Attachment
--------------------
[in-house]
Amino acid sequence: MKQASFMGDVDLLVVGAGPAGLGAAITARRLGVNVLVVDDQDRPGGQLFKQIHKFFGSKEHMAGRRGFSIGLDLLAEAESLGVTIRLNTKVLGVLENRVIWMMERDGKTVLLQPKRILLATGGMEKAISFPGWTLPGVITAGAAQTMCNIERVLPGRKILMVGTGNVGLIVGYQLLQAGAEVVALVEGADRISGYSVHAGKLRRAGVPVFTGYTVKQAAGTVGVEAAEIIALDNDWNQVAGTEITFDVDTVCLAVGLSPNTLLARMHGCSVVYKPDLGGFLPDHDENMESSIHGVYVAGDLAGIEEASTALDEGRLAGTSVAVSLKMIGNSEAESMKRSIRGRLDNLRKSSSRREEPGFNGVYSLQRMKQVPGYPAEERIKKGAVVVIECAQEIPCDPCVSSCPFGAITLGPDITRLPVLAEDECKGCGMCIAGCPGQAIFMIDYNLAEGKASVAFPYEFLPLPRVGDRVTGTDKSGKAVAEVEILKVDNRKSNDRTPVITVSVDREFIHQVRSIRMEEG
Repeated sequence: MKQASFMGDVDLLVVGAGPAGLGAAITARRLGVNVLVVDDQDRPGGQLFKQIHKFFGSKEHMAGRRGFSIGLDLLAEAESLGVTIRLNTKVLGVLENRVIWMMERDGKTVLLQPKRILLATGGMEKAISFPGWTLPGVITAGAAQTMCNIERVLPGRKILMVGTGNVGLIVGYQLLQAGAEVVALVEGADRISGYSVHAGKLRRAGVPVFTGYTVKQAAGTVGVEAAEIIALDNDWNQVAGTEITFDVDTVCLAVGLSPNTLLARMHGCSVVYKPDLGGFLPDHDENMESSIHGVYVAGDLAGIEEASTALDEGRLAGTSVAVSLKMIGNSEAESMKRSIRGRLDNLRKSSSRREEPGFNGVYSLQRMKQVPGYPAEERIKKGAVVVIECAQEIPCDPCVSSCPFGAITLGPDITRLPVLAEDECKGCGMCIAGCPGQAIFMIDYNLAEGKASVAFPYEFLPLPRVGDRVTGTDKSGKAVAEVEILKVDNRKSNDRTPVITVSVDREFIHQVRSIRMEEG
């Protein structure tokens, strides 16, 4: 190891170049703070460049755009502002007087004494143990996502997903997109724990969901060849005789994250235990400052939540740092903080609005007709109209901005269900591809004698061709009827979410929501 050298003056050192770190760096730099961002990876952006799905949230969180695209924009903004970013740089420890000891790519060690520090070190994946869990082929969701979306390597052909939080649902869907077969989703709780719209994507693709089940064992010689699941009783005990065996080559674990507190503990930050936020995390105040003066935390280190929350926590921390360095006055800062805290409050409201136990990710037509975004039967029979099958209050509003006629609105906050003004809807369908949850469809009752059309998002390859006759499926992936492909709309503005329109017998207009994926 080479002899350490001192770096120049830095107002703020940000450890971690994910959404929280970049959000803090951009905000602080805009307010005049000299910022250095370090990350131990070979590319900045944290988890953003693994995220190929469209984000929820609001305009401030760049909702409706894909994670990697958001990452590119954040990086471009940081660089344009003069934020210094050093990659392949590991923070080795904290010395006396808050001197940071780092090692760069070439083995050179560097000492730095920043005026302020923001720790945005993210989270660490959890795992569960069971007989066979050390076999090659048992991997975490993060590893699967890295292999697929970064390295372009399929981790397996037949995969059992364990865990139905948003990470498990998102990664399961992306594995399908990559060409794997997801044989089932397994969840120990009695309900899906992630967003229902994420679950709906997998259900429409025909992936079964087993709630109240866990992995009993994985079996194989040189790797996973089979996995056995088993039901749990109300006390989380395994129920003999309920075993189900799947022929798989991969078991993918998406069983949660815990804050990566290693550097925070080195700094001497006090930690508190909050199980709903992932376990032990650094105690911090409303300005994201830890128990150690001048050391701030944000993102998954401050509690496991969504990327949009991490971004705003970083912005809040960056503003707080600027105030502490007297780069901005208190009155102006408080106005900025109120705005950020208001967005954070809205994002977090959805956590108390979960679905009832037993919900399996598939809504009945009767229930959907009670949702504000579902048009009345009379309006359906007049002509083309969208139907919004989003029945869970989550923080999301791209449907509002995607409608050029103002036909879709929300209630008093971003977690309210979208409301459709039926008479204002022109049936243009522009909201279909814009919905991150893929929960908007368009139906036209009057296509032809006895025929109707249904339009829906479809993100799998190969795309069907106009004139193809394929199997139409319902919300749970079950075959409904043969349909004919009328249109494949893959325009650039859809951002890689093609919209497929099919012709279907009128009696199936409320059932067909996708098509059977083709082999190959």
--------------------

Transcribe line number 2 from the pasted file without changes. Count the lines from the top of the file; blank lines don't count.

Amino acid sequence: MKQASFMGDVDLLVVGAGPAGLGAAITARRLGVNVLVVDDQDRPGGQLFKQIHKFFGSKEHMAGRRGFSIGLDLLAEAESLGVTIRLNTKVLGVLENRVIWMMERDGKTVLLQPKRILLATGGMEKAISFPGWTLPGVITAGAAQTMCNIERVLPGRKILMVGTGNVGLIVGYQLLQAGAEVVALVEGADRISGYSVHAGKLRRAGVPVFTGYTVKQAAGTVGVEAAEIIALDNDWNQVAGTEITFDVDTVCLAVGLSPNTLLARMHGCSVVYKPDLGGFLPDHDENMESSIHGVYVAGDLAGIEEASTALDEGRLAGTSVAVSLKMIGNSEAESMKRSIRGRLDNLRKSSSRREEPGFNGVYSLQRMKQVPGYPAEERIKKGAVVVIECAQEIPCDPCVSSCPFGAITLGPDITRLPVLAEDECKGCGMCIAGCPGQAIFMIDYNLAEGKASVAFPYEFLPLPRVGDRVTGTDKSGKAVAEVEILKVDNRKSNDRTPVITVSVDREFIHQVRSIRMEEG